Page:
International Whaling Commission: how whaling is controlled and conservation work
Mark Carwardine explains the work of the global organisation charged with the conservation of whales and management of whaling.
1. What is the IWC?
With whale numbers declining to dangerously low levels, whalers feared for their own future. So, in 1946, they adopted the International Convention for the Regulation of Whaling for the “orderly development of the whaling industry”. The IWC was established at the same time, as the Convention’s decision-making body, and has attempted to regulate whaling ever since.
2. So it was never a conservation organisation?
Far from it. Initially, it actively encouraged the development of whaling – in its first 30 years, some two million whales were killed. Recently, the IWC has become more conservation-minded and is beginning to address everything from bycatch to ship strikes. But it is still split by opposing views on the fundamental purpose of the organisation.
3. How does it work?
There are three main parts to the IWC: the Membership, Sub-Groups and Secretariat. There are 88 members (there used to be 89, but Greece left in 2013) each represented by a commissioner, who is helped by experts and advisers. Big decisions are made at biennial members’ meetings, typically lasting two weeks and attended by about 400 people, including government delegates, NGOs, observers and the press – the next meeting, the 66th, will take place in Slovenia in October.
There are six Sub-Groups including the crucial Scientific Committee. The Sub-Groups make recommendations to the members; there is a Scientific Committee meeting in June, also in Slovenia. The Secretariat, currently with 18 staff based in Cambridge, UK, makes it all happen.
4. How are the big decisions made?
Non-binding resolutions can be adopted by a simple majority of member states voting ‘yes’ or ‘no’. But binding decisions (for example, to establish a new whale sanctuary) require a three-quarters majority. Unfortunately, the current IWC membership is roughly evenly divided between pro-whaling and pro-conservation nations, resulting in political deadlock.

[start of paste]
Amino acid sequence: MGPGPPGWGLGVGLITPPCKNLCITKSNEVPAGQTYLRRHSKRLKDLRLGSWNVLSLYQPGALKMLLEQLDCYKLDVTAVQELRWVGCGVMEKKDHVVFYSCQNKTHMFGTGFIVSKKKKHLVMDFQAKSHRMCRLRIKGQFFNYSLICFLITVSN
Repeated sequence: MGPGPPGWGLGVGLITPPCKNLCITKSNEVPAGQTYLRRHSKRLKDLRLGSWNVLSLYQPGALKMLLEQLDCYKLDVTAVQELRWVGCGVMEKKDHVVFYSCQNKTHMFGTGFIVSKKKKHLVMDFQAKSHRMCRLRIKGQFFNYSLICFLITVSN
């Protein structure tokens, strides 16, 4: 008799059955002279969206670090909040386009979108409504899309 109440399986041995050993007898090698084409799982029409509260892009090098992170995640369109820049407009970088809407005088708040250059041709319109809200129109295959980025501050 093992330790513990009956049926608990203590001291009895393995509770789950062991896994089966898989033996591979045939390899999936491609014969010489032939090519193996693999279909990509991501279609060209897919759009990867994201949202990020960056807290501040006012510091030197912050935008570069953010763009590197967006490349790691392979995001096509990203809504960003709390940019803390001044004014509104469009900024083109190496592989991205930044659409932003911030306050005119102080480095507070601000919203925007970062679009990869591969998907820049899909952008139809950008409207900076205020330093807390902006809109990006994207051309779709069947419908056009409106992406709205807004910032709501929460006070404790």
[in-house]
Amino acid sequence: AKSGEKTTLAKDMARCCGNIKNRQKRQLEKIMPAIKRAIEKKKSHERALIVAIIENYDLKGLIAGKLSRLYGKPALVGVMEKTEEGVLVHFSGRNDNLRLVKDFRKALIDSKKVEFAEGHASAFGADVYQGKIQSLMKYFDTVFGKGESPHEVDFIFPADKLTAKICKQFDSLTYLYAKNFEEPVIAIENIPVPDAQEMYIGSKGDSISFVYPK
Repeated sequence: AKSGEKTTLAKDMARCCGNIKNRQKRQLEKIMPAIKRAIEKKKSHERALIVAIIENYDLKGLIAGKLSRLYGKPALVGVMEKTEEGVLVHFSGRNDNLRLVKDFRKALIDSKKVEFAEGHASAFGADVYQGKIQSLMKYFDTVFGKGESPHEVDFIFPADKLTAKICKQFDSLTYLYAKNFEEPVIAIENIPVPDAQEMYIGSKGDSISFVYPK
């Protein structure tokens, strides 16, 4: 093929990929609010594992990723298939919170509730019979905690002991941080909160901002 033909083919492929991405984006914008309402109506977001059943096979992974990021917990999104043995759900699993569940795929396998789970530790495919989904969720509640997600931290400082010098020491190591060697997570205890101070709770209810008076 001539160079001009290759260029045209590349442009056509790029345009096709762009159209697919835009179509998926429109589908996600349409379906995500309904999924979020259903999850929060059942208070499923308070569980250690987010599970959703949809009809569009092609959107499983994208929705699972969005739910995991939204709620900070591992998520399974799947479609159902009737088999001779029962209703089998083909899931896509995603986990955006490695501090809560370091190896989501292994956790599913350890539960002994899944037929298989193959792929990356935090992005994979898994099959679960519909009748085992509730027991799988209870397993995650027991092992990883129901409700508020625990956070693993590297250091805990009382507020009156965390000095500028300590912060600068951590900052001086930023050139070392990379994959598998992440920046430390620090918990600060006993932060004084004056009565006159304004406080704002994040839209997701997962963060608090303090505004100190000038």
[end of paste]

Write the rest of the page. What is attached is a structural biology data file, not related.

5. Why are so many countries pro-whaling?
Actually, only three countries continue to hunt whales commercially: Japan, Norway and Iceland. But Japan has been recruiting new IWC members, giving hundreds of millions of pounds in foreign aid in return for votes. Unfortunately, the one-member-one-vote policy (meaning that Dominica, for example, has the same voting power as the USA) makes this blatant attempt to take control of the IWC possible. Many of these poorer nations have no history of whaling, and some are even land-locked.
6. Isn't there meant to be a moratorium on commercial whaling?
Yes, since 1986, but there are too many loopholes for it to work effectively – more than 40,000 whales have been killed by commercial whalers since the ban. That doesn’t include 10,000 taken by aboriginal whalers; the IWC currently allows limited aboriginal whaling in Russia, the USA, Greenland and on the Caribbean island of Bequia, to meet nutritional and cultural needs – but the distinction has become blurred in recent years, so it is equally contentious.
7. Are all whales under IWC jurisdiction?
No, only great whales. The Scientific Committee does advise on small cetacean issues, but the Faroese pilot whale hunt, Japanese drive hunts and others are not within the IWC’s remit. Some great whales are also taken by non-member countries; for example, sperm whales in Indonesia.
8. So does the IWC work?
It’s not perfect, but it definitely makes whaling harder.